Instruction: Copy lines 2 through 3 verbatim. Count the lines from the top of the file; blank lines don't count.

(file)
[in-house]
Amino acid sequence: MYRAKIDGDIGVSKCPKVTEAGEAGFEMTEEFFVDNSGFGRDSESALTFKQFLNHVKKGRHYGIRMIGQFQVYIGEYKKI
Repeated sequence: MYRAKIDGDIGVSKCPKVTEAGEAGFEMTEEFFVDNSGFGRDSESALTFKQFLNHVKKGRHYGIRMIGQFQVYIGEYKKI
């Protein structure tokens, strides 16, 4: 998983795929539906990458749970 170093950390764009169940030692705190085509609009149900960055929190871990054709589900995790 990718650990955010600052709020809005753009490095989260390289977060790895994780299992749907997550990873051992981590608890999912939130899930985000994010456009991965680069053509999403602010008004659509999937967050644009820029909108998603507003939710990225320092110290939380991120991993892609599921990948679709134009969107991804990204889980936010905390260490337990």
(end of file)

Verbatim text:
Amino acid sequence: MYRAKIDGDIGVSKCPKVTEAGEAGFEMTEEFFVDNSGFGRDSESALTFKQFLNHVKKGRHYGIRMIGQFQVYIGEYKKI
Repeated sequence: MYRAKIDGDIGVSKCPKVTEAGEAGFEMTEEFFVDNSGFGRDSESALTFKQFLNHVKKGRHYGIRMIGQFQVYIGEYKKI